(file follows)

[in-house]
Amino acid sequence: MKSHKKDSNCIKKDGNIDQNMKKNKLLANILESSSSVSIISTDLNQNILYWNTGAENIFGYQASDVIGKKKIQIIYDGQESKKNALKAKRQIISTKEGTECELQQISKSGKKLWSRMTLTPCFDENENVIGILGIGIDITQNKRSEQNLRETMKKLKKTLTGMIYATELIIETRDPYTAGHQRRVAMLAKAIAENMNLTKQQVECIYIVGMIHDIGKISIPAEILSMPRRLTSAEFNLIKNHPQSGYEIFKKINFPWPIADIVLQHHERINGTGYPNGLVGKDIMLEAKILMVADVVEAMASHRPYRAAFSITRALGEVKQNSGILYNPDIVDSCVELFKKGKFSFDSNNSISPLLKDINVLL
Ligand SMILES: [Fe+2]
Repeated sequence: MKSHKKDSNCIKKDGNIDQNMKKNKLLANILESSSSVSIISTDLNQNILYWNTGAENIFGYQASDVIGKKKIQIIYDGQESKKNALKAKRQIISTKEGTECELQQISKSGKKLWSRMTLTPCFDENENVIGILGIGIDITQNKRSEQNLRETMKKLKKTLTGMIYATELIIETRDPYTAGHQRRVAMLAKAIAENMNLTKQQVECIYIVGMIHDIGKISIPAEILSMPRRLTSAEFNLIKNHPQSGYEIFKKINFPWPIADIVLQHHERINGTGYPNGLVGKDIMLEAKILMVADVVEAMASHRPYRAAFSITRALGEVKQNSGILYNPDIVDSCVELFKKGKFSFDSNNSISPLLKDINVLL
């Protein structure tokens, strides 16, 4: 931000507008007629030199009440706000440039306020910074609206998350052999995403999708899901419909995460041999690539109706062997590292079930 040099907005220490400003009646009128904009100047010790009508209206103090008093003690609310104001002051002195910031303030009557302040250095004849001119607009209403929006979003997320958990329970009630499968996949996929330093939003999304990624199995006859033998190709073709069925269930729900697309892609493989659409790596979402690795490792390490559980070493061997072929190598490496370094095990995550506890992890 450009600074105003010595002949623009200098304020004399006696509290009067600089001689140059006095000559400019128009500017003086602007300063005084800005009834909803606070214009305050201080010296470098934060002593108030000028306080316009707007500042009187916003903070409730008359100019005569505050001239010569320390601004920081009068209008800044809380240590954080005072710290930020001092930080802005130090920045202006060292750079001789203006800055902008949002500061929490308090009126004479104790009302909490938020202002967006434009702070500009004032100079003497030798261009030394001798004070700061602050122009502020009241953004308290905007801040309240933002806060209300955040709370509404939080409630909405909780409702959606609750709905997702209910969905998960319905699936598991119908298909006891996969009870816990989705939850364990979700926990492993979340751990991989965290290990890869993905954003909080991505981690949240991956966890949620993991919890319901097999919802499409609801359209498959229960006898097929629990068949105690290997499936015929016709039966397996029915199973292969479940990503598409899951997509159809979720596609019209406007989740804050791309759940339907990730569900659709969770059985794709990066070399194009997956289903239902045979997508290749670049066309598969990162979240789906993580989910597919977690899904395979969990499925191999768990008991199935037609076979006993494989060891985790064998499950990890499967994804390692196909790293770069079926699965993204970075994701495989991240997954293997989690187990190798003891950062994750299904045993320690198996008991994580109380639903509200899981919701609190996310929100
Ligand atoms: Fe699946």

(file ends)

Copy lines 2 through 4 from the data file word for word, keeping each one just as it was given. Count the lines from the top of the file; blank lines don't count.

Amino acid sequence: MKSHKKDSNCIKKDGNIDQNMKKNKLLANILESSSSVSIISTDLNQNILYWNTGAENIFGYQASDVIGKKKIQIIYDGQESKKNALKAKRQIISTKEGTECELQQISKSGKKLWSRMTLTPCFDENENVIGILGIGIDITQNKRSEQNLRETMKKLKKTLTGMIYATELIIETRDPYTAGHQRRVAMLAKAIAENMNLTKQQVECIYIVGMIHDIGKISIPAEILSMPRRLTSAEFNLIKNHPQSGYEIFKKINFPWPIADIVLQHHERINGTGYPNGLVGKDIMLEAKILMVADVVEAMASHRPYRAAFSITRALGEVKQNSGILYNPDIVDSCVELFKKGKFSFDSNNSISPLLKDINVLL
Ligand SMILES: [Fe+2]
Repeated sequence: MKSHKKDSNCIKKDGNIDQNMKKNKLLANILESSSSVSIISTDLNQNILYWNTGAENIFGYQASDVIGKKKIQIIYDGQESKKNALKAKRQIISTKEGTECELQQISKSGKKLWSRMTLTPCFDENENVIGILGIGIDITQNKRSEQNLRETMKKLKKTLTGMIYATELIIETRDPYTAGHQRRVAMLAKAIAENMNLTKQQVECIYIVGMIHDIGKISIPAEILSMPRRLTSAEFNLIKNHPQSGYEIFKKINFPWPIADIVLQHHERINGTGYPNGLVGKDIMLEAKILMVADVVEAMASHRPYRAAFSITRALGEVKQNSGILYNPDIVDSCVELFKKGKFSFDSNNSISPLLKDINVLL